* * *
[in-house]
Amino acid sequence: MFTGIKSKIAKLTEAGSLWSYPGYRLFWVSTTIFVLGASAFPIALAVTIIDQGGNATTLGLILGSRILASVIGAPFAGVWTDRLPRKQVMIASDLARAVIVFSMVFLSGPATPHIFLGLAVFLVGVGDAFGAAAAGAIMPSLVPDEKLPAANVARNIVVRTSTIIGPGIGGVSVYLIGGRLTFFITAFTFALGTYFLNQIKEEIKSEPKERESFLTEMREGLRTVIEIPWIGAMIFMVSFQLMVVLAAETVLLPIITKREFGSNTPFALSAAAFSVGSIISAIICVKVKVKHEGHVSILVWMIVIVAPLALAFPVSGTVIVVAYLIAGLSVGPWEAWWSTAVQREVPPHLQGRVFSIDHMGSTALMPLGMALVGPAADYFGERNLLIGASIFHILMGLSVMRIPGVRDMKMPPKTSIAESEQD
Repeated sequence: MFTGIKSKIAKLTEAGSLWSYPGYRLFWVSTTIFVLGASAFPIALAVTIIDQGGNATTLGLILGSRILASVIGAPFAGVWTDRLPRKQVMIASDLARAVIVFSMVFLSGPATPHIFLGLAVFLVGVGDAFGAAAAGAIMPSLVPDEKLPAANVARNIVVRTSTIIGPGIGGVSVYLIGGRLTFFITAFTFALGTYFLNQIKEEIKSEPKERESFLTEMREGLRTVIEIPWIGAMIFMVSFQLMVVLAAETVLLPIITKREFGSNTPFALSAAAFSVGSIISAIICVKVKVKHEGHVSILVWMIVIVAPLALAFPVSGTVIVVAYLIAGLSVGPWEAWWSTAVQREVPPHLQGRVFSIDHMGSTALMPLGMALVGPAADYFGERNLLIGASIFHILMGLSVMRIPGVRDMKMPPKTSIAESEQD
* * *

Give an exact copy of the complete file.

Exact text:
[in-house]
Amino acid sequence: MFTGIKSKIAKLTEAGSLWSYPGYRLFWVSTTIFVLGASAFPIALAVTIIDQGGNATTLGLILGSRILASVIGAPFAGVWTDRLPRKQVMIASDLARAVIVFSMVFLSGPATPHIFLGLAVFLVGVGDAFGAAAAGAIMPSLVPDEKLPAANVARNIVVRTSTIIGPGIGGVSVYLIGGRLTFFITAFTFALGTYFLNQIKEEIKSEPKERESFLTEMREGLRTVIEIPWIGAMIFMVSFQLMVVLAAETVLLPIITKREFGSNTPFALSAAAFSVGSIISAIICVKVKVKHEGHVSILVWMIVIVAPLALAFPVSGTVIVVAYLIAGLSVGPWEAWWSTAVQREVPPHLQGRVFSIDHMGSTALMPLGMALVGPAADYFGERNLLIGASIFHILMGLSVMRIPGVRDMKMPPKTSIAESEQD
Repeated sequence: MFTGIKSKIAKLTEAGSLWSYPGYRLFWVSTTIFVLGASAFPIALAVTIIDQGGNATTLGLILGSRILASVIGAPFAGVWTDRLPRKQVMIASDLARAVIVFSMVFLSGPATPHIFLGLAVFLVGVGDAFGAAAAGAIMPSLVPDEKLPAANVARNIVVRTSTIIGPGIGGVSVYLIGGRLTFFITAFTFALGTYFLNQIKEEIKSEPKERESFLTEMREGLRTVIEIPWIGAMIFMVSFQLMVVLAAETVLLPIITKREFGSNTPFALSAAAFSVGSIISAIICVKVKVKHEGHVSILVWMIVIVAPLALAFPVSGTVIVVAYLIAGLSVGPWEAWWSTAVQREVPPHLQGRVFSIDHMGSTALMPLGMALVGPAADYFGERNLLIGASIFHILMGLSVMRIPGVRDMKMPPKTSIAESEQD